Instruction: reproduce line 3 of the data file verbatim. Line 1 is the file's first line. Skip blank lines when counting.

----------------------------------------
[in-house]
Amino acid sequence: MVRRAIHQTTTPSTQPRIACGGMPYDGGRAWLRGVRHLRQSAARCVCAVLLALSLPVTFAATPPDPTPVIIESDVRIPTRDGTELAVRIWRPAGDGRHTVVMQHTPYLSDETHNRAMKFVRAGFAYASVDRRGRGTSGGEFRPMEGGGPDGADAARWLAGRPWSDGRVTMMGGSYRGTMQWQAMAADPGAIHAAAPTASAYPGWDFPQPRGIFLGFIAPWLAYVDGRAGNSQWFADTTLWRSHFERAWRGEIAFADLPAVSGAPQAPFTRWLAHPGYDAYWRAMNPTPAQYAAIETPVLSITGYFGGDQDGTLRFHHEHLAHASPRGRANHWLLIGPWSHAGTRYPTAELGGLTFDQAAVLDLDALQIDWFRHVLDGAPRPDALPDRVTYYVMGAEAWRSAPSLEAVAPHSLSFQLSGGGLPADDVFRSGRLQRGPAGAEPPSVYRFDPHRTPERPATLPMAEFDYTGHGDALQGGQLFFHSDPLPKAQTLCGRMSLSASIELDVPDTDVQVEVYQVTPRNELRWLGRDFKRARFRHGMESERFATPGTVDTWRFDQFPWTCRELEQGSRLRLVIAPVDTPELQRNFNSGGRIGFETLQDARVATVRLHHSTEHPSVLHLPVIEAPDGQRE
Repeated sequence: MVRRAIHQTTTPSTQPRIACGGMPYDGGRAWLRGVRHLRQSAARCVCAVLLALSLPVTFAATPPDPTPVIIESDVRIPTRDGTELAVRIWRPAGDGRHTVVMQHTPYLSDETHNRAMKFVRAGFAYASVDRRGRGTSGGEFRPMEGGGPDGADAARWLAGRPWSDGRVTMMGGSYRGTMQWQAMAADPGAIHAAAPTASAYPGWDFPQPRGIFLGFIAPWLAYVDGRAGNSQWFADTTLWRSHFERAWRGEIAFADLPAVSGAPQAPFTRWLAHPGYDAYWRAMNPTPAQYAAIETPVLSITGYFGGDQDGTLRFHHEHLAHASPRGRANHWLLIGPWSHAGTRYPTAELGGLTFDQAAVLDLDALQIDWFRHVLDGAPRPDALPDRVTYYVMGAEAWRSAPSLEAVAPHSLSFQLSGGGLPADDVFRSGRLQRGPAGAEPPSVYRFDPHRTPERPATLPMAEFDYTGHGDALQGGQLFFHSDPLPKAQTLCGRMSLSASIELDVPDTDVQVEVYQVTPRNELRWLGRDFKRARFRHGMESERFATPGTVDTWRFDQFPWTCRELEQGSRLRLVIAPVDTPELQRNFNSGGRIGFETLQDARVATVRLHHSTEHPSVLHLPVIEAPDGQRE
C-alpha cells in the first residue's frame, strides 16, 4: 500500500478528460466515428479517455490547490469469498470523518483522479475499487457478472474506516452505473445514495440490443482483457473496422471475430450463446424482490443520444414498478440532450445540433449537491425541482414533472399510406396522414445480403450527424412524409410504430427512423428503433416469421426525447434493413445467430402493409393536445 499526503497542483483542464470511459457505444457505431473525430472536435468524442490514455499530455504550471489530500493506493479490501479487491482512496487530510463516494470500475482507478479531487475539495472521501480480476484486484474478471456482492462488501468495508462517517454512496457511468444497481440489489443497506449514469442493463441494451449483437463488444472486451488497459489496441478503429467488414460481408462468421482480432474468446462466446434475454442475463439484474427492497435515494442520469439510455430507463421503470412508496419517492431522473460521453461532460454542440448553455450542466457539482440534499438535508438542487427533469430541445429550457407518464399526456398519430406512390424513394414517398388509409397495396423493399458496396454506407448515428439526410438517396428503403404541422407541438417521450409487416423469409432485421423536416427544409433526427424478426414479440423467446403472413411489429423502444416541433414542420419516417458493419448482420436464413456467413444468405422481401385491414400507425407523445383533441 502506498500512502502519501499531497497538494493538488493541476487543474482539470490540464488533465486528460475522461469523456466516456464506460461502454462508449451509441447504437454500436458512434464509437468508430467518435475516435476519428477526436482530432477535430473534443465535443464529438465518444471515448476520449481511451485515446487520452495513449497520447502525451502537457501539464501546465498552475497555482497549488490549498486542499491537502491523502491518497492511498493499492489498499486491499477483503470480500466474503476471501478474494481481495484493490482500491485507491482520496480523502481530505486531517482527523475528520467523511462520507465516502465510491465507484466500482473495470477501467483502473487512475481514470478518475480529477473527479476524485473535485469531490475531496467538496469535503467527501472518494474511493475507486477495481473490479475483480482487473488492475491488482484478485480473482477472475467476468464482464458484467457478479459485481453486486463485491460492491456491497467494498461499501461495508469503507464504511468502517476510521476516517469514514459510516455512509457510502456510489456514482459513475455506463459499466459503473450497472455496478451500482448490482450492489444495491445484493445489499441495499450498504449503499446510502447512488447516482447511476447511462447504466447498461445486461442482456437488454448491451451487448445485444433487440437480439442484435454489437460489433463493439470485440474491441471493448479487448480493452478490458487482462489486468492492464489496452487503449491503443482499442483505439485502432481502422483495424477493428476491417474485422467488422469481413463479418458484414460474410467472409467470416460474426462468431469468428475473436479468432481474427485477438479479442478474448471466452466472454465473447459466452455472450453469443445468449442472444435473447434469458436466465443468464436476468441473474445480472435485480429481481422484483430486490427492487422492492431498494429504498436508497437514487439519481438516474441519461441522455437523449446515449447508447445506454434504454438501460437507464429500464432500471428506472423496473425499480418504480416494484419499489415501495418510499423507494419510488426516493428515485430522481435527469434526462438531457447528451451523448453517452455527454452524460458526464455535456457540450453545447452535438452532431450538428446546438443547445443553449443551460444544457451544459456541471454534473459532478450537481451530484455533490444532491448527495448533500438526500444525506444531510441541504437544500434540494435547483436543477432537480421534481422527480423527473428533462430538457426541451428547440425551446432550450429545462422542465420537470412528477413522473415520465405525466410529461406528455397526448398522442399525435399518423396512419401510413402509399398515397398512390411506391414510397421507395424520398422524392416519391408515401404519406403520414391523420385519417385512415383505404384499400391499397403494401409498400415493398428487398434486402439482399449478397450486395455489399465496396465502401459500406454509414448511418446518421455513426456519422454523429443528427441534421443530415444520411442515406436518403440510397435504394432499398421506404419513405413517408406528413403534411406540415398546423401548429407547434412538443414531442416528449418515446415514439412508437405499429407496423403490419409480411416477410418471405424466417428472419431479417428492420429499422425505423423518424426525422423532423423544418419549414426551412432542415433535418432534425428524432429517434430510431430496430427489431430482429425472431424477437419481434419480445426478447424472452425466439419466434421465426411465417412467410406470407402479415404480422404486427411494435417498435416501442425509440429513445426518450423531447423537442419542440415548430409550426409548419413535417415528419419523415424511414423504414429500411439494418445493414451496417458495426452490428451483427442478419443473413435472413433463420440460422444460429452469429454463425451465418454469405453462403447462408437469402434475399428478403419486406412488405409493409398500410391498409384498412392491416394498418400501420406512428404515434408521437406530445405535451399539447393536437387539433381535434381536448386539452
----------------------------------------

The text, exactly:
Repeated sequence: MVRRAIHQTTTPSTQPRIACGGMPYDGGRAWLRGVRHLRQSAARCVCAVLLALSLPVTFAATPPDPTPVIIESDVRIPTRDGTELAVRIWRPAGDGRHTVVMQHTPYLSDETHNRAMKFVRAGFAYASVDRRGRGTSGGEFRPMEGGGPDGADAARWLAGRPWSDGRVTMMGGSYRGTMQWQAMAADPGAIHAAAPTASAYPGWDFPQPRGIFLGFIAPWLAYVDGRAGNSQWFADTTLWRSHFERAWRGEIAFADLPAVSGAPQAPFTRWLAHPGYDAYWRAMNPTPAQYAAIETPVLSITGYFGGDQDGTLRFHHEHLAHASPRGRANHWLLIGPWSHAGTRYPTAELGGLTFDQAAVLDLDALQIDWFRHVLDGAPRPDALPDRVTYYVMGAEAWRSAPSLEAVAPHSLSFQLSGGGLPADDVFRSGRLQRGPAGAEPPSVYRFDPHRTPERPATLPMAEFDYTGHGDALQGGQLFFHSDPLPKAQTLCGRMSLSASIELDVPDTDVQVEVYQVTPRNELRWLGRDFKRARFRHGMESERFATPGTVDTWRFDQFPWTCRELEQGSRLRLVIAPVDTPELQRNFNSGGRIGFETLQDARVATVRLHHSTEHPSVLHLPVIEAPDGQRE